Slim Loris – “Down”
The indie-pop/rock foursome from Stockholm, Sweden is set to release its third album, Love and Fear, on May 19th and lead single “Down” just recently came out. The four band members (Mattias Cederstam (vocals, bass), Robert Barrefelt (guitars), Leon Lindström (backing vocals, guitars), and Jonas Ellenberg (drums)), gathered together in 2009 to launch Slim Loris, releasing debut Down To Earth in 2011. In 2013 they dropped sophomore album Future Echoes and Past Replays and in 2014 they toured the U.K. extensively. Slim Loris has received much acclaim for its two previous albums, where music critics and the band members themselves have pointed out that they weave their natural Swedish brand of melancholy into a more upbeat pop/alt-folk instrumental format.
Mattias, Robert, Leon, and Jonas have done it again on the low-key, but up-tempo “Down”, melding 1960s and modern pop song structures with minor key, alt-folk vocal progressions. The upbeat pace of loping, thumped drums, perky synth note plunks, and simmering bass and guitar lines are contrasted with contemplative piano notes and the clean ‘n’ clear, but mid-range, minor mode vocal harmonies of Mattias and Leon. The electric guitar sizzles more on the chorus as Mattias intones “She’s the leader of our destruction.” Two-thirds of the way through, the song switches from its ‘verse, chorus, verse’ composition to a more spare, Interpol-like romping pace (but not Interpol’s accompanying brooding mood) with harmonizing “Ahhhs” and thrummed bass line, before changing back to its initial sonic template.
The Unravelling – “Revolt”
The Calgary, Canada-based heavy rock/industrial/experimental duo of Gustavo De Beauville (composer, instrumentalist) and Steve Moore (singer, songwriter) released a debut album, 13 Arcane Hymns, in 2010. The lyrically thought-provoking concept album earned critical accolades for its melding of elements from the metal and industrial genres and its mix of aggression and contemplation. Gustavo and Steve went on hiatus for a while due to Steve’s battle with and recovery from cancer, and Gustavo released a solo instrumental album in February 2014. Gustavo and Steve reunited later in 2014 and went straight back to work on their forthcoming “cinematic” and “industrial” album to be released later this year.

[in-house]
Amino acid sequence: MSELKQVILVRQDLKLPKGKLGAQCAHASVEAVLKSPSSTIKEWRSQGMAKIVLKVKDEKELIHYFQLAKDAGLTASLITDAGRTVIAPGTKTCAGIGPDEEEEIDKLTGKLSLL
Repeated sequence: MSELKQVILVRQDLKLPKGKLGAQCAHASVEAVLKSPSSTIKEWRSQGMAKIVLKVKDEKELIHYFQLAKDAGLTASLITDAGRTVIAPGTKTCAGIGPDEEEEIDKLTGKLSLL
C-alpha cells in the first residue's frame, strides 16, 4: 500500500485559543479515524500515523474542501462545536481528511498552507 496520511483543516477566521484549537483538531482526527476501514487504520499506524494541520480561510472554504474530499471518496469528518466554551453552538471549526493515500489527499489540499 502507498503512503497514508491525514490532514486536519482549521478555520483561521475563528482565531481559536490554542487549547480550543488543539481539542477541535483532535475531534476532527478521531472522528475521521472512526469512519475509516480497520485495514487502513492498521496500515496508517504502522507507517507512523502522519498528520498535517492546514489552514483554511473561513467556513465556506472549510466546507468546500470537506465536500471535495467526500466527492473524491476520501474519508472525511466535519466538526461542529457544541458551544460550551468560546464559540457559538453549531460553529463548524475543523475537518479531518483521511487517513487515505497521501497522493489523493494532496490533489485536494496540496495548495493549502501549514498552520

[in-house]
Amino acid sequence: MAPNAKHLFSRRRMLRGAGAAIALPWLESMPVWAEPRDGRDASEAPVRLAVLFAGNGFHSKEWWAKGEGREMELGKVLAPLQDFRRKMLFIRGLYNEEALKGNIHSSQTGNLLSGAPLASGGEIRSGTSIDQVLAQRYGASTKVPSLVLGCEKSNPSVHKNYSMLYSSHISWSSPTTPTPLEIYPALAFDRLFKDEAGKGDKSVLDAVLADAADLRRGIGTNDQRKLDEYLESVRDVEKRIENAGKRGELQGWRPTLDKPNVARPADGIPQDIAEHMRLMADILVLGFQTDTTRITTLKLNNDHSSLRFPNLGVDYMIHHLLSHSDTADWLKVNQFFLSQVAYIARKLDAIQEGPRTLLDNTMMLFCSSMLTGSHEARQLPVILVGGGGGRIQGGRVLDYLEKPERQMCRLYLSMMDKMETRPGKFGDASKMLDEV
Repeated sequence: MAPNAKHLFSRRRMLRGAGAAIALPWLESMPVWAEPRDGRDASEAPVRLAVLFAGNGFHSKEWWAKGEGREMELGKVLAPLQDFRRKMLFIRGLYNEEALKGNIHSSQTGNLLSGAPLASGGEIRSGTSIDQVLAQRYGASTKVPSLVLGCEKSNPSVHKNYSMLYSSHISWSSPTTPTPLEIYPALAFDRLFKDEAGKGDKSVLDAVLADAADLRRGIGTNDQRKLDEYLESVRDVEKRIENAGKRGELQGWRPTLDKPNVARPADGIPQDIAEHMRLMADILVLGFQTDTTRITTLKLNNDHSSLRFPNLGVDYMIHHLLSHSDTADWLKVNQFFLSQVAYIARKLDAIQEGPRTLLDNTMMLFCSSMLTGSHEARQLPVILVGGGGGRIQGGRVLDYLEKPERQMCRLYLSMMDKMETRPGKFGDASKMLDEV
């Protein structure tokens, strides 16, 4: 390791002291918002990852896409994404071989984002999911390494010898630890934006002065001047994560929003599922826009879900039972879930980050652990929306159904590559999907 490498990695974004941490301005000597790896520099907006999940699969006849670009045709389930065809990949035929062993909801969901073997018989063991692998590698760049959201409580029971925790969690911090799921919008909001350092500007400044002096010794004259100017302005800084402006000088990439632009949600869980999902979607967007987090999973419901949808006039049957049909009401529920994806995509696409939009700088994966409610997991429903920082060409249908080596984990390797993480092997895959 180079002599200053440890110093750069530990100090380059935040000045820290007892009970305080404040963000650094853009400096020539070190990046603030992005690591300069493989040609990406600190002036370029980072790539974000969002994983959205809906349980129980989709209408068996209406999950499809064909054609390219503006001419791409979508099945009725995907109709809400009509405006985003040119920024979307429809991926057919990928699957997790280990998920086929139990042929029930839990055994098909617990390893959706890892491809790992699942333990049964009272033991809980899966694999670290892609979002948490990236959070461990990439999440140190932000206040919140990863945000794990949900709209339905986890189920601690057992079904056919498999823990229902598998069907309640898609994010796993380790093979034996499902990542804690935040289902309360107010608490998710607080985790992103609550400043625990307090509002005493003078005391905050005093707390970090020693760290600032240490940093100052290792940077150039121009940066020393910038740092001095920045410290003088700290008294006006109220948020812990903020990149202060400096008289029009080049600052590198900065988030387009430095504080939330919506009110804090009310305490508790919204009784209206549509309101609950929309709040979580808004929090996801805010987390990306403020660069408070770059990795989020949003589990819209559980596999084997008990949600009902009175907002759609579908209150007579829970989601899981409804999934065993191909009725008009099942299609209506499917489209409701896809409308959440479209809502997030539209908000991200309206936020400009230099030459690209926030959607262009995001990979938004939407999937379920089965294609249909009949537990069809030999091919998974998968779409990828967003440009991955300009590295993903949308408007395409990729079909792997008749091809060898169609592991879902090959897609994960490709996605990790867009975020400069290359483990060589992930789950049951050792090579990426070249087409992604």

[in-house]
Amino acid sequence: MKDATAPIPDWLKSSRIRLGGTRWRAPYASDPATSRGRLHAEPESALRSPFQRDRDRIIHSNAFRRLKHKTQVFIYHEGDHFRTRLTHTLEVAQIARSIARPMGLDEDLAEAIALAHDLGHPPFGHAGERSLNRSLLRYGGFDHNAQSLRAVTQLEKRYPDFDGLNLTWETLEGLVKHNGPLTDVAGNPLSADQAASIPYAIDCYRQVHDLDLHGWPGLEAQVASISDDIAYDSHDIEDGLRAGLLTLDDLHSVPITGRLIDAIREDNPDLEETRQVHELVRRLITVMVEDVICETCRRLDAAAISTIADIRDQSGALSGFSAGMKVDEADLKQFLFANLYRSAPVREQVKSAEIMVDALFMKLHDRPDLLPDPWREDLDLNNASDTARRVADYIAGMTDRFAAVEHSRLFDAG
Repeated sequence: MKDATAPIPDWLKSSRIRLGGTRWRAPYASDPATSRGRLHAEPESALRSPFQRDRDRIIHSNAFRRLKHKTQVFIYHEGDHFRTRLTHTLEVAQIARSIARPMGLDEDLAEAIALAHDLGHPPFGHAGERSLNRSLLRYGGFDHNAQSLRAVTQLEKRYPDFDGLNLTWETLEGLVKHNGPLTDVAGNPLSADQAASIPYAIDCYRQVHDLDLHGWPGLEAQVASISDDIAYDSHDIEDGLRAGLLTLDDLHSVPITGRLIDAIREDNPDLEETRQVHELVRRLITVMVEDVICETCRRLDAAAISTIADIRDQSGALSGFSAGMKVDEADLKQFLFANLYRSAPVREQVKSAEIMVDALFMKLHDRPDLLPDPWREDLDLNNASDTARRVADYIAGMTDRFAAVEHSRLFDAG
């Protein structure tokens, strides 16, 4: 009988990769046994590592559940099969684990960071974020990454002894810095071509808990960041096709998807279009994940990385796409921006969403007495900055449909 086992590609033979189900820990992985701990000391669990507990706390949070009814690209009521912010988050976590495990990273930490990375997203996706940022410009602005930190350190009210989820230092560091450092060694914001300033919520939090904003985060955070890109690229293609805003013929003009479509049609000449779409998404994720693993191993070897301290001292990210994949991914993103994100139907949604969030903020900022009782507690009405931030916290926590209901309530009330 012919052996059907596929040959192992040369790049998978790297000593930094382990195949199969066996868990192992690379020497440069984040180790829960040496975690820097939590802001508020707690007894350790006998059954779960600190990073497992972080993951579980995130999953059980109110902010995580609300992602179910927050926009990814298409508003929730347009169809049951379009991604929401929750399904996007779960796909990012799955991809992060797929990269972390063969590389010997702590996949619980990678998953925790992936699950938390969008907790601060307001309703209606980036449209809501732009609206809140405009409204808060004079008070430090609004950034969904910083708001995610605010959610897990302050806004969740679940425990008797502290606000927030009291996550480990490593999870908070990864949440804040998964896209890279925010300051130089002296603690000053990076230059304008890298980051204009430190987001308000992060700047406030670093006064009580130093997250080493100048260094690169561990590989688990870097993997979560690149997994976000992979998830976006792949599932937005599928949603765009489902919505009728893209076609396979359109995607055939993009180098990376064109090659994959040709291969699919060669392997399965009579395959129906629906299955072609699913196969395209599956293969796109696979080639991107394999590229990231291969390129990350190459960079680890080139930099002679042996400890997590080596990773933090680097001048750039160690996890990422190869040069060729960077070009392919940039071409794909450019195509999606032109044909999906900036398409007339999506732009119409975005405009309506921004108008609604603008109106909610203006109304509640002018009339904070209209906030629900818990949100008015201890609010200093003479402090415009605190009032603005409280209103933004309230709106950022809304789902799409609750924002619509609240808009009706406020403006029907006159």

The harshly ominious “Revolt” falls into the industrial category with its hard-smacked drum hits, fleeting reverberating crashes, and low-end distorted guitar grind. The foreboding, measured pace stalks heavily through buzzing synth notes and a higher pitched cycling guitar riff. Steve sing-exclaims in a darkly menacing tone, twisting out stark phrases like “Ancient despair now modern” and “Youth feeds on itself”. Steve has said that the song’s message is a call to revolt against what is false and the need to change the inner self for the better. He forces out his words under duress, direly intoning the bleak lyrics “Let all your truth’s die / in the darkness beyond the light.” The ‘verse, chorus, verse’ song ends with an extended verse where Gustavo and Steve raise the intensity to warning siren levels, as Steve shouts out his tense vocals, battling against an increasing drum tempo, clanking metal beat, zig-zagging synth notes, and sharply distorted guitar riffs.